By Cory Parrow
Do you regularly evaluate your self-storage staff to ensure you have top-quality people managing your product and customers? Or do you hear yourself making these comments:
- “My manager has increased our occupancy and maintained a low delinquency, so I know he’s doing a good job.”
- “Our facility is always clean and all the customers I talk to are very happy with my manager. She must be doing the right things.”
- “Occupancy is dropping and the facility is very dirty. What am I paying him for?”
Are these measurable tools for determining the value of your managers? Do you use this type of intuition to reward or reprimand staff, or do you take the time to evaluate employees based on specific criteria?
It’s so much easier to base your rating on facility reports and conversations with customers, but the position of facility manager has far more depth than simply renting units, collecting money, maintaining the site, and making friends with tenants. The success of a good, progressive manager won’t always show up on a report. A formal evaluation process keeps everyone on point.
Building the Tool
The idea is to design an evaluation that covers the specific areas in which you want your company to excel. For example, if you want staff to demonstrate industry knowledge, rate their performance on how often they read self-storage articles, if they offer storage tips to customers, and how well they understand their competition. A manager who’s confident about his products and services and can offer advice will make prospective customers comfortable with their choice. Likewise, if your manager can educate customers on how your operation is better than competitors, it will reinforce yours as the facility to trust.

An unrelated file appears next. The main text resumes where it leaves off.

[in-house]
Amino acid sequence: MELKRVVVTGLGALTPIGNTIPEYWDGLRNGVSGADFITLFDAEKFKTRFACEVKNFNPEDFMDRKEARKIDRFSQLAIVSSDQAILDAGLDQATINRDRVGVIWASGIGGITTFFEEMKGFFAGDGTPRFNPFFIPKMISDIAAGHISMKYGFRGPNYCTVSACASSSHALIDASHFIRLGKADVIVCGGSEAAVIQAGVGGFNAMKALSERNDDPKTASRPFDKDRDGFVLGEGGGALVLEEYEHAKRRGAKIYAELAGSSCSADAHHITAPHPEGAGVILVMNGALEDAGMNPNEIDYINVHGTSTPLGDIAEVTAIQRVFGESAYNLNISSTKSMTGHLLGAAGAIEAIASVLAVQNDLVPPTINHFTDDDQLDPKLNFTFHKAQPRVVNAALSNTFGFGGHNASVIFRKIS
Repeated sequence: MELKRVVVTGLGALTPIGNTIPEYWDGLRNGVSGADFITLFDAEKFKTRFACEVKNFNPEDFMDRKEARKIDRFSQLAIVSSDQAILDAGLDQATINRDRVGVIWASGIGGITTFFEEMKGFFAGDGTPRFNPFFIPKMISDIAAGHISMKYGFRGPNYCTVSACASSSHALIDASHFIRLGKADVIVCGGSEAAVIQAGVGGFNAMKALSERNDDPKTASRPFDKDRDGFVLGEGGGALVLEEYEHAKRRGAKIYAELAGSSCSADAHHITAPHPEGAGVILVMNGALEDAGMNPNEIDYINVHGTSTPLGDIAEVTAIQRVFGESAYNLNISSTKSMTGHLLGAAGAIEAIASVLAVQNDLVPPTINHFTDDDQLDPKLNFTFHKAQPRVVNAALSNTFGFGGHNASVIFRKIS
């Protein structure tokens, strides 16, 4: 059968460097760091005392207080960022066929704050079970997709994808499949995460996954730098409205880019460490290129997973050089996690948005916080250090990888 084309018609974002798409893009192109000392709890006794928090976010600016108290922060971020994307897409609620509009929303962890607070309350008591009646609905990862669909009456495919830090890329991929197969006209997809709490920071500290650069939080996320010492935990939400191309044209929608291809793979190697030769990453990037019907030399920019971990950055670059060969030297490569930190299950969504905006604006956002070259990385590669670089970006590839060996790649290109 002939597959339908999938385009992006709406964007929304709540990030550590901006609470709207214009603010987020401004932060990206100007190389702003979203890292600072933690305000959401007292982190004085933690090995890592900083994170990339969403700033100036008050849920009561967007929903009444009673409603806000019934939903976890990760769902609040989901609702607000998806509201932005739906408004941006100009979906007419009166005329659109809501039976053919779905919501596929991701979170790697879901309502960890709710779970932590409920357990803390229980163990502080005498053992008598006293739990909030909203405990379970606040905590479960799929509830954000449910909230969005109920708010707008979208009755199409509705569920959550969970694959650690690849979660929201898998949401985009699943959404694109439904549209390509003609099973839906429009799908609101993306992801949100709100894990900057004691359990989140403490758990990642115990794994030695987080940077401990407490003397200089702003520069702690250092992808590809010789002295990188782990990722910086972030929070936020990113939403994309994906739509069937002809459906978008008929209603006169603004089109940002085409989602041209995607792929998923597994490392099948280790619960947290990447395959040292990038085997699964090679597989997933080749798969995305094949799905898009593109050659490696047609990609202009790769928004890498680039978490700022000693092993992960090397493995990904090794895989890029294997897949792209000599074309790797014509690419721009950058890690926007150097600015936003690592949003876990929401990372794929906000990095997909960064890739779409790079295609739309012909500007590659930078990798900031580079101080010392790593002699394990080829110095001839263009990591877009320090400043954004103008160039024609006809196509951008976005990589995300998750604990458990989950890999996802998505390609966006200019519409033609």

Plan evaluations around the qualities you want to groom in employees. This will produce the results you desire. Devise an assessment that covers general qualities any good employee should possess such as promptness, teamwork, attitude, hygiene and enthusiasm. The evaluation should also include an understandable grading scale, such as a numeric scale from one to 10. Separate it into categories that will allow you and your employee to determine strengths and weaknesses.
Who Does the Evaluation?
As the boss, you’re expected to complete the assessment, but asking your staff to first write a self-evaluation opens communication. Ask each employee to provide you a copy of his evaluation at least a day before you plan to meet. This allows you to review his ratings and compare them to your own.